• None of us have any clue what it's actually like to play in an MLB postseason game. When you are in a situation you've never been in before, sometimes you do things you've never done before. I used to perform a lot as a musician, and more than once I made a mistake on stage mid-solo that I'd never made in practice. Your body just does things differently. When I was practicing my mouth would often have too much moisture in it, but when performing it would be too dry, and that caused weird stuff to happen.
  • As Seth said, I'm certain Granite is not "afraid" of the Yankees. "I was afraid of..." is just a thing we say when explaining why we did or didn't do something. To read anything else into it is to take it way out of context.
  • The whole sliding into first thing to not get hurt is an interesting thought. I'm not an athlete by any stretch, but playing slow pitch softball I've tweaked muscles when I stretch for that last step down the line and land on the bag the slightest bit awkwardly, and that's without a foot to think about stepping on. Granite is obviously in good enough shape that he's not going to pull a muscle landing on the bag, but I think trying to avoid stepping on a foot is totally legit. 

Granite himself said it was dumb, and I think it probably was, but it's also just not a big deal in my opinion.

Edited by Sssuperdave, 05 October 2017 - 09:17 AM.

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#27 Doomtints

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Posted 06 October 2017 - 08:09 AM

 

 

  • As Seth said, I'm certain Granite is not "afraid" of the Yankees. "I was afraid of..." is just a thing we say when explaining why we did or didn't do something. To read anything else into it is to take it way out of context.

 

That's not at all what was said. He was using a metaphor.

 

Twins of the 2000s+: Underdogs (payroll/contraction/small market), play a gentlemanly game of baseball, "Minnesota Nice."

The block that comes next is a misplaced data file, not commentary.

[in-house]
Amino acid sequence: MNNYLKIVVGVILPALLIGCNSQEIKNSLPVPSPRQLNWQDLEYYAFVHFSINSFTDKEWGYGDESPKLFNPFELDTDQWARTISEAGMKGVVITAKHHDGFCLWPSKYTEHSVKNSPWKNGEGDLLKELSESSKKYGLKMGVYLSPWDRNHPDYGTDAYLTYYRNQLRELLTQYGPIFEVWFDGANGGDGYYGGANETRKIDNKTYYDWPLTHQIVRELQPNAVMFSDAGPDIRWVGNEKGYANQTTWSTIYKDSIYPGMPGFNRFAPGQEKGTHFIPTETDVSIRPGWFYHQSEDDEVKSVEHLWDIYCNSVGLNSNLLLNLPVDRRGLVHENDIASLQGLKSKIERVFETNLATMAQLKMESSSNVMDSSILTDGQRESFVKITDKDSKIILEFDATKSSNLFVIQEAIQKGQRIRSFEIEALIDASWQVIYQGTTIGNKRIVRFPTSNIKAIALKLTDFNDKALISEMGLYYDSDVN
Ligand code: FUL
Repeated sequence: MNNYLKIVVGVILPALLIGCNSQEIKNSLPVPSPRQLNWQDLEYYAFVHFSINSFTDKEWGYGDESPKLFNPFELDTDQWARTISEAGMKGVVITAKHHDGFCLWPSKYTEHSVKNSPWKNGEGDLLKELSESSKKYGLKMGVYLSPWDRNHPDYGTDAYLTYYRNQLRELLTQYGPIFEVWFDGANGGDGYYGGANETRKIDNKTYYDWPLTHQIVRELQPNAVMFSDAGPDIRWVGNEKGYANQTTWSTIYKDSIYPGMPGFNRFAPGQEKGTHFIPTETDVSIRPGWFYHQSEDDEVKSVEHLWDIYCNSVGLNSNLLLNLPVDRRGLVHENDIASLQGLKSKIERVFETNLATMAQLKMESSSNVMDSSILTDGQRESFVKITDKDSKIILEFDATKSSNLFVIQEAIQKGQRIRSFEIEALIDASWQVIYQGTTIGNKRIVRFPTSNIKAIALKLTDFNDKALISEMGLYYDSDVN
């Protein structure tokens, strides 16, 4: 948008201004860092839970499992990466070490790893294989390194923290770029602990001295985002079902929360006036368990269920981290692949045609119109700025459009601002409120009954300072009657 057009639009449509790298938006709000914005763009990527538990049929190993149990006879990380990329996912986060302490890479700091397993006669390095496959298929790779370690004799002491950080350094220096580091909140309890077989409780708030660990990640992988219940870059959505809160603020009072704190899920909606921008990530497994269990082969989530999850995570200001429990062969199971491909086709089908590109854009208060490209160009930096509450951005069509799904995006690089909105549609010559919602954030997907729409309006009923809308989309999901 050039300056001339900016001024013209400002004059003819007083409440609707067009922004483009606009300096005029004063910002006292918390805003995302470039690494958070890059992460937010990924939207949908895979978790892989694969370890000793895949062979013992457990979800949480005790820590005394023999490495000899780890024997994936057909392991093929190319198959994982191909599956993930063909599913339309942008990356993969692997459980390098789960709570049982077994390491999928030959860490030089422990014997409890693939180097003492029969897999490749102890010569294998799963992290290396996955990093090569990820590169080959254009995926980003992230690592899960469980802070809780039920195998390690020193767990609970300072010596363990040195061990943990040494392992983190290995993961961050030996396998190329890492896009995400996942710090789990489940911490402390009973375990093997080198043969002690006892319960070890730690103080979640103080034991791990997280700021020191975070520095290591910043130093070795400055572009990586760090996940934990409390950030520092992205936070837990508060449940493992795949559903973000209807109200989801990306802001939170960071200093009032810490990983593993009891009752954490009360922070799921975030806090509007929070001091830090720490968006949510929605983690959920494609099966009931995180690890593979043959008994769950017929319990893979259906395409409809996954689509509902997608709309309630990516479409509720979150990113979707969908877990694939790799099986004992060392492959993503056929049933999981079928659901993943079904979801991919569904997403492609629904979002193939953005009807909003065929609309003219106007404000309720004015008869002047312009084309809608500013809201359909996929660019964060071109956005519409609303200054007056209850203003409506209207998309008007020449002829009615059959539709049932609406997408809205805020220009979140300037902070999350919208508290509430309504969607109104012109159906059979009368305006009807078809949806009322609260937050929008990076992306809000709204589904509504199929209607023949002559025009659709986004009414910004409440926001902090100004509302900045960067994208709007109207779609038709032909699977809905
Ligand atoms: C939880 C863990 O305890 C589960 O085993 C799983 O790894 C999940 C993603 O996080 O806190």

Yankees: High budget superheroes (or villians if you want) who can make magic happen at will. No qualms about stealing signs, barreling over people, beaning people. Anything for a win.

 

I don't remember the term "Minnesota Nice" being thrown around when Puckett and Hrbek were the faces of the franchise. Ask a Braves fan about how polite Hrbek was during gametime.

 

The Red Sox started to turn things around when they decided to stop playing baseball as if it were tea time, pinkies in the air and all. The Twins got more aggressive this year and good things happened immediately!

Edited by Doomtints, 06 October 2017 - 08:15 AM.

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#28 Sssuperdave

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Posted 06 October 2017 - 08:13 AM

 

That's not at all what was said. He was using a metaphor.

 

Twins of the 2000s+: Underdogs (payroll/contraction/small market), play a gentlemanly game of baseball, "Minnesota Nice."

Yankees: High budget superheroes (or villians if you want) who can make magic happen at will. No qualms about stealing signs, barreling over people, beaning people. Anything for a win.

 

I don't remember the term "Minnesota Nice" being thrown around when Puckett and Hrbek were the faces of the franchise. Ask a Braves fan about how polite Hrbek was during gametime.